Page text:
I think where you are on the spectrum can also change with age. For me, I was more willing to sacrifice sleep, health, or happiness when I was younger. I was also a lot more rigid in my thinking of what "success" was, and I believe that growing more flexible, in terms of understanding that everyone has different priorities/goals, and different ways to meet them, will actually make me a better doctor.

  6. My husband teaches History. ;)

  7. I've always thought that, really, who cares. We probably all have some type A, type B and a lot of typos in our personality. Dividing all people into just two categories is just silly. It kinda happened the same to you. Back in high school I needed to be at the uppest top possible, I wanted to apply to a special scholarship and I needed to the best I could be. Then came college. And really, I don't know, for me, grades weren't THAT important anymore. Do I still want to be a doctor? Duh. A lot more than six years ago, when I was killing for perfection. Am I and underachiever now? Well, I do wonder sometimes.

    1. Whoa, I just don't know why, but I ate half the words in that paragraph :S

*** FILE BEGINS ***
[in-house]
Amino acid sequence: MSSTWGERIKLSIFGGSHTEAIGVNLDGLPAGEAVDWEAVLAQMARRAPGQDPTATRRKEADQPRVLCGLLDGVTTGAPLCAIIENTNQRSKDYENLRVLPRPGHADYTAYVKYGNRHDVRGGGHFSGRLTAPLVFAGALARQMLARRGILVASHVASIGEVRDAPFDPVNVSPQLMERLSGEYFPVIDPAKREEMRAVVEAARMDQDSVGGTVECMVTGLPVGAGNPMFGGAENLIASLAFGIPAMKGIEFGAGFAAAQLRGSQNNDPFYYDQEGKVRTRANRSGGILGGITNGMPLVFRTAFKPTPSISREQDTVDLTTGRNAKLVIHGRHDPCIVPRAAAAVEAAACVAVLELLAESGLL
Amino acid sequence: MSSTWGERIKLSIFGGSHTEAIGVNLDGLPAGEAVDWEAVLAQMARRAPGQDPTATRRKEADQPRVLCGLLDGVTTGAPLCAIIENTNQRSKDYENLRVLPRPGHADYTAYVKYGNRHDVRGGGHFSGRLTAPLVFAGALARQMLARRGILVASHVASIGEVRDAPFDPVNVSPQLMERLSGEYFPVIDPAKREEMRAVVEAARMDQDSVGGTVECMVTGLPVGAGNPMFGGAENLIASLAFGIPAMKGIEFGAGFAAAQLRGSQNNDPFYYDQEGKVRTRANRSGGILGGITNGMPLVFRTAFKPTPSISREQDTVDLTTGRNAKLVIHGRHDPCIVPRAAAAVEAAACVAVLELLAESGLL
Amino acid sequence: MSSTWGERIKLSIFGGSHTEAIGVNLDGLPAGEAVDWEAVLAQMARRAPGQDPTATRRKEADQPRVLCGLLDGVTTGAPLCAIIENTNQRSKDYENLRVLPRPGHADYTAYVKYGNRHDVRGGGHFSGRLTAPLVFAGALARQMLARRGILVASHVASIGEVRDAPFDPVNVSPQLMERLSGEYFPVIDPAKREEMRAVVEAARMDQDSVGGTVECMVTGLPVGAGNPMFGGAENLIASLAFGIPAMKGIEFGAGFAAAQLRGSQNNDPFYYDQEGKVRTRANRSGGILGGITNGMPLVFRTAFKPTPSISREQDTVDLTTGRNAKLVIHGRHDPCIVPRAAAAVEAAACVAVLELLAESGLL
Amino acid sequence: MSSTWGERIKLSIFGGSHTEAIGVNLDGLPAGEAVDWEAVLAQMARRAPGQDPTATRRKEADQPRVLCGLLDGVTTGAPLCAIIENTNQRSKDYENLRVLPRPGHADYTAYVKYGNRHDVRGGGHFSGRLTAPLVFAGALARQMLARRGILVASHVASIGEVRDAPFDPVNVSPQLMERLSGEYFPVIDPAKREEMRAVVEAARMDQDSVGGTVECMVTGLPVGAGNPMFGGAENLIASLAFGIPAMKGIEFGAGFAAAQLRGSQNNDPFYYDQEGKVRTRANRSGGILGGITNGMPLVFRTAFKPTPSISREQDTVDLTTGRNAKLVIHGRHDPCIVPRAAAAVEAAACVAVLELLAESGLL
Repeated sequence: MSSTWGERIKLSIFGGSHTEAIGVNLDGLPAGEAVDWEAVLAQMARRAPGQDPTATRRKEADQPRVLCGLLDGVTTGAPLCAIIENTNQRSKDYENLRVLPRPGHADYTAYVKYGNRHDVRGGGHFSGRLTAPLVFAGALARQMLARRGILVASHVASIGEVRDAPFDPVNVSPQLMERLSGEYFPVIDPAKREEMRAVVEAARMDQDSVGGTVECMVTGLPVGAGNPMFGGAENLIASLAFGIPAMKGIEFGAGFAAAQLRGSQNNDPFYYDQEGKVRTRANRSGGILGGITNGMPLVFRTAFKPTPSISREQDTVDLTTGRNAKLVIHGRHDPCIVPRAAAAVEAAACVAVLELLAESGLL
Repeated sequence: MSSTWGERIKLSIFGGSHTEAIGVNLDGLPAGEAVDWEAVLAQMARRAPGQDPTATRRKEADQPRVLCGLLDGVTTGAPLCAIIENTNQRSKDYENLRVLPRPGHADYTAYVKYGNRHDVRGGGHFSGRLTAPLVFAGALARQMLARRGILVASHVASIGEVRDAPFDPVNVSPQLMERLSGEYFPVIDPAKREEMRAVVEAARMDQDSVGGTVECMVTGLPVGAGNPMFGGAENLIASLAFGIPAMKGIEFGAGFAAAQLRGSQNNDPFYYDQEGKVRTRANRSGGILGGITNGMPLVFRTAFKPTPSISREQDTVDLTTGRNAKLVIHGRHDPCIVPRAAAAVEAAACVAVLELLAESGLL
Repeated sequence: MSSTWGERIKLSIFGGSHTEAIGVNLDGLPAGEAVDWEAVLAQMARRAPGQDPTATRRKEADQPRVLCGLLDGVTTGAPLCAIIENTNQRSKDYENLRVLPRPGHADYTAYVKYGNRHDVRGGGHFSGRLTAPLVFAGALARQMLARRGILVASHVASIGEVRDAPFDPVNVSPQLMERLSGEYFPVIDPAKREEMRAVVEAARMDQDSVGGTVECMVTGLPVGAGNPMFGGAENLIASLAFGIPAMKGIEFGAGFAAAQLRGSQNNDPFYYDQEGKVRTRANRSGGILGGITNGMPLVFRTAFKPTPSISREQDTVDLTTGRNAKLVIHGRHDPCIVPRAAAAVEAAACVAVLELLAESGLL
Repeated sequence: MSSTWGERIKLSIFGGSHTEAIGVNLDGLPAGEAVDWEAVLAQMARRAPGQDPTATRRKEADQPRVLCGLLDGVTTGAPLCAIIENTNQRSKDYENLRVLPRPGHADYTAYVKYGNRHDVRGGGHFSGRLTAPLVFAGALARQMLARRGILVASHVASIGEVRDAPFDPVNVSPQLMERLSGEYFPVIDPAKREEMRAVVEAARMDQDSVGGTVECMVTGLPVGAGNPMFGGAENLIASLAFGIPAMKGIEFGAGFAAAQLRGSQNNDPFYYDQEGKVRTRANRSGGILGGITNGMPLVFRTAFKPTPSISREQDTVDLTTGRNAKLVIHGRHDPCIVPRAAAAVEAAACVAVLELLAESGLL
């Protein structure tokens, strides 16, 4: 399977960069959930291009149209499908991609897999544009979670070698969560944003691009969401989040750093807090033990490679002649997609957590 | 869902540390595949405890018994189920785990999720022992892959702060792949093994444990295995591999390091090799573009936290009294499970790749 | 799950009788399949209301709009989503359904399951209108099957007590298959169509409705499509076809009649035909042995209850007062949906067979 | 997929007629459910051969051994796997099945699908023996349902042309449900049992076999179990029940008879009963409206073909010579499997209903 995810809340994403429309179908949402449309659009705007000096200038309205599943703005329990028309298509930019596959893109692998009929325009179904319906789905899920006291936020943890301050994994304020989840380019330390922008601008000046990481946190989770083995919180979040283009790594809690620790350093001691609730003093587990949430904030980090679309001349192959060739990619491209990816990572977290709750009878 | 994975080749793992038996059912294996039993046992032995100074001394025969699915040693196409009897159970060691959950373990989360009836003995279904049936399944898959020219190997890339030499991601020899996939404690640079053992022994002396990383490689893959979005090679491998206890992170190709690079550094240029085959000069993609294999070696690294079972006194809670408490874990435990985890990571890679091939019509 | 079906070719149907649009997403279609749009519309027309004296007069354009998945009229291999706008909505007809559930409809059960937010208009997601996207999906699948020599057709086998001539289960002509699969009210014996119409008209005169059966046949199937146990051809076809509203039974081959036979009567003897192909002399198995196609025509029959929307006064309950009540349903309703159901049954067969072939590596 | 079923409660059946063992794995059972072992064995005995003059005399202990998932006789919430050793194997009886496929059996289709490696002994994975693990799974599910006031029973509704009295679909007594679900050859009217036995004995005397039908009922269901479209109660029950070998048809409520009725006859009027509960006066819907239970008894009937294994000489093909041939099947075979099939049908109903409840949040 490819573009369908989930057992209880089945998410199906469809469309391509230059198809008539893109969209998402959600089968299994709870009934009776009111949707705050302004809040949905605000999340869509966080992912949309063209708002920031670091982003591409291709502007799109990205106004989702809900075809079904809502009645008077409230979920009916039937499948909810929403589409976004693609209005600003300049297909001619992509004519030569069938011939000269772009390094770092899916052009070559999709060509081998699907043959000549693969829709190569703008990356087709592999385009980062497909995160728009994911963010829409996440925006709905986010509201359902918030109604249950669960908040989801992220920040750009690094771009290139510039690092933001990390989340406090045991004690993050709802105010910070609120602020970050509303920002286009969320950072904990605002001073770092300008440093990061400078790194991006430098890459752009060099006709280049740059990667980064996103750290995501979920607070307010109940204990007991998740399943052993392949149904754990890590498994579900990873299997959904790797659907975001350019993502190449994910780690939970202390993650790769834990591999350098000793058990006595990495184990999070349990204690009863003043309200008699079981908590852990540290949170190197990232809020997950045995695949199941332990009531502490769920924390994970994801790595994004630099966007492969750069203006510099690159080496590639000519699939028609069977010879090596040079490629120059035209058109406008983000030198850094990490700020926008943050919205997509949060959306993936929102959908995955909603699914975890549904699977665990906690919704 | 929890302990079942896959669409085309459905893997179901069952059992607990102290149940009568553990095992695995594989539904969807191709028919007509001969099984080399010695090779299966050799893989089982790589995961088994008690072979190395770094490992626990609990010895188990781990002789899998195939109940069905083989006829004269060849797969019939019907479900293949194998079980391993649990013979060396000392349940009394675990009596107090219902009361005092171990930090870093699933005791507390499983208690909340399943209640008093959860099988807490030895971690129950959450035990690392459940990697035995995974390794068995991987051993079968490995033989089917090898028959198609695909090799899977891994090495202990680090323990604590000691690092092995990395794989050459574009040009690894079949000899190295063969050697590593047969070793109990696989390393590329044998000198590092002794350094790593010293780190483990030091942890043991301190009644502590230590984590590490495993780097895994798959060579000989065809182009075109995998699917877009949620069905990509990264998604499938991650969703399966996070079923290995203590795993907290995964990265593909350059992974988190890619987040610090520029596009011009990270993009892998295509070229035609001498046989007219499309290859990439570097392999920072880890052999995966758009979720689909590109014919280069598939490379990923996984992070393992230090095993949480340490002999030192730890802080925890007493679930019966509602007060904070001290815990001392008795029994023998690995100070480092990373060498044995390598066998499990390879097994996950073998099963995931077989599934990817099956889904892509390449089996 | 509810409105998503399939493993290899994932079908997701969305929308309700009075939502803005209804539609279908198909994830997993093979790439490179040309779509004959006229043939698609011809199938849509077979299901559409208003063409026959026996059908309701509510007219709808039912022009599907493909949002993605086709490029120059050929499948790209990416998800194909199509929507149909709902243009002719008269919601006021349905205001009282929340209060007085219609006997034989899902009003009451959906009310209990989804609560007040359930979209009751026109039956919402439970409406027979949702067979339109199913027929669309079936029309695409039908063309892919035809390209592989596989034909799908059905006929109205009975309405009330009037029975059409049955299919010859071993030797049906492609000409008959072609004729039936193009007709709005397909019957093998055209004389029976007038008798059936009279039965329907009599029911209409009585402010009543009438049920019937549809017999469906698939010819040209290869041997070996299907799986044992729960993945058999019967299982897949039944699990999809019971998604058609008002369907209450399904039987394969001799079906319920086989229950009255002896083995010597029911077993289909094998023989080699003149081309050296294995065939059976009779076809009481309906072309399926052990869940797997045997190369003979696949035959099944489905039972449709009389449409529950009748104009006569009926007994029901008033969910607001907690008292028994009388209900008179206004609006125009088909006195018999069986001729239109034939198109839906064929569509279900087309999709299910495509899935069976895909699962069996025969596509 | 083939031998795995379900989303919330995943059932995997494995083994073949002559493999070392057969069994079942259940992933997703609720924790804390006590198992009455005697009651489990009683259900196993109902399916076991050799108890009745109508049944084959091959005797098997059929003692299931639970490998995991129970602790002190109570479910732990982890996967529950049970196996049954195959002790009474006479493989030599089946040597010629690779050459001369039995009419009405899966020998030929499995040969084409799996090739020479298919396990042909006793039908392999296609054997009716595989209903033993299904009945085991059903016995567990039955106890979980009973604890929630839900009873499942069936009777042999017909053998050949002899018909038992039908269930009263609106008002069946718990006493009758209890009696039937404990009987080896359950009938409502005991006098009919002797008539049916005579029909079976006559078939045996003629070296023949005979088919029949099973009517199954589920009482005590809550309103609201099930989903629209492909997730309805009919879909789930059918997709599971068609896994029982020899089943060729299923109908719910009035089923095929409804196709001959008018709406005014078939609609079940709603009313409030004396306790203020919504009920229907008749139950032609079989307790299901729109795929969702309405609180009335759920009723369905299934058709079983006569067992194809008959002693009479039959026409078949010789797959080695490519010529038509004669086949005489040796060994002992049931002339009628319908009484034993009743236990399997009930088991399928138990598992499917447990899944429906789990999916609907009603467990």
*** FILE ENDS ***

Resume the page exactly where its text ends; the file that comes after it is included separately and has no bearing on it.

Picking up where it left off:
8. I'd say the very fact that you draw cartoons says a loud 'B'. Being in medicine doesn't automatically make you type 'A'. Most anesthesiologists I know are type B. (I'm not saying that all anesthesiologists are type B or that anesthesiologists are the only ones with type B personalities. Those are just people I know. ) It's your life, and nobody has the right to tell you what to be, as long as you're enjoying yourself.

    1. So funny. I had to interview a physician once and he came in wearing casual slacks, a Hawaiian print shirt (in the Greater Boston area), and a stethescope draped around his neck. I asked, "Oh are you an anesthesiologist?" To which he replied in confusion, "No, an endocrinologist." I couldn't help myself when I responded, "An endocrinologist disguised as an anesthesiologist." Tricia